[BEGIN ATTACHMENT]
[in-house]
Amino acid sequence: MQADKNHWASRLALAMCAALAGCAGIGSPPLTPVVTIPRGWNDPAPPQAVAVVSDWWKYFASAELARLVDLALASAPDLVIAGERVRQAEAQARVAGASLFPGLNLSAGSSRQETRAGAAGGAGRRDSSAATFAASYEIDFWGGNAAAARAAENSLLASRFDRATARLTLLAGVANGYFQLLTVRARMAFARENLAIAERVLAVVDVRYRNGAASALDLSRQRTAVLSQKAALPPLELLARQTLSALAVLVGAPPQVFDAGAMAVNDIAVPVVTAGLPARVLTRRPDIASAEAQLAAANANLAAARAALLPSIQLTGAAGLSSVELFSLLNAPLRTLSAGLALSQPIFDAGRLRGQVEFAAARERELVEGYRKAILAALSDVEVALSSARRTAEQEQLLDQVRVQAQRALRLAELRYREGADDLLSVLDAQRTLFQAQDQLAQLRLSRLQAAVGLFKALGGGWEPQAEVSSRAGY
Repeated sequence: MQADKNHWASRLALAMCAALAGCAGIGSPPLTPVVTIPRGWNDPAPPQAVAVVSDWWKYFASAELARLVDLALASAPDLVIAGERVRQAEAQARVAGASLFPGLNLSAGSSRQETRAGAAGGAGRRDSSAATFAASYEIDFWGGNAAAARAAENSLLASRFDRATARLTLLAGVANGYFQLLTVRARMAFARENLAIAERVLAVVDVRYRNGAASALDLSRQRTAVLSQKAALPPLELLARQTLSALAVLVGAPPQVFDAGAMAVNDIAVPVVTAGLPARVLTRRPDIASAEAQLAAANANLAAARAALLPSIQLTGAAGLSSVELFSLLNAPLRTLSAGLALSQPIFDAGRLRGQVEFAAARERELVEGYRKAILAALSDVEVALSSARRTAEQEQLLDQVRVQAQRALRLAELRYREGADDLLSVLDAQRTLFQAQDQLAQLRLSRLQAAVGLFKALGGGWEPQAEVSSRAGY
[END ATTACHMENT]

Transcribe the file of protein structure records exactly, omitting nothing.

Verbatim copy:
[in-house]
Amino acid sequence: MQADKNHWASRLALAMCAALAGCAGIGSPPLTPVVTIPRGWNDPAPPQAVAVVSDWWKYFASAELARLVDLALASAPDLVIAGERVRQAEAQARVAGASLFPGLNLSAGSSRQETRAGAAGGAGRRDSSAATFAASYEIDFWGGNAAAARAAENSLLASRFDRATARLTLLAGVANGYFQLLTVRARMAFARENLAIAERVLAVVDVRYRNGAASALDLSRQRTAVLSQKAALPPLELLARQTLSALAVLVGAPPQVFDAGAMAVNDIAVPVVTAGLPARVLTRRPDIASAEAQLAAANANLAAARAALLPSIQLTGAAGLSSVELFSLLNAPLRTLSAGLALSQPIFDAGRLRGQVEFAAARERELVEGYRKAILAALSDVEVALSSARRTAEQEQLLDQVRVQAQRALRLAELRYREGADDLLSVLDAQRTLFQAQDQLAQLRLSRLQAAVGLFKALGGGWEPQAEVSSRAGY
Repeated sequence: MQADKNHWASRLALAMCAALAGCAGIGSPPLTPVVTIPRGWNDPAPPQAVAVVSDWWKYFASAELARLVDLALASAPDLVIAGERVRQAEAQARVAGASLFPGLNLSAGSSRQETRAGAAGGAGRRDSSAATFAASYEIDFWGGNAAAARAAENSLLASRFDRATARLTLLAGVANGYFQLLTVRARMAFARENLAIAERVLAVVDVRYRNGAASALDLSRQRTAVLSQKAALPPLELLARQTLSALAVLVGAPPQVFDAGAMAVNDIAVPVVTAGLPARVLTRRPDIASAEAQLAAANANLAAARAALLPSIQLTGAAGLSSVELFSLLNAPLRTLSAGLALSQPIFDAGRLRGQVEFAAARERELVEGYRKAILAALSDVEVALSSARRTAEQEQLLDQVRVQAQRALRLAELRYREGADDLLSVLDAQRTLFQAQDQLAQLRLSRLQAAVGLFKALGGGWEPQAEVSSRAGY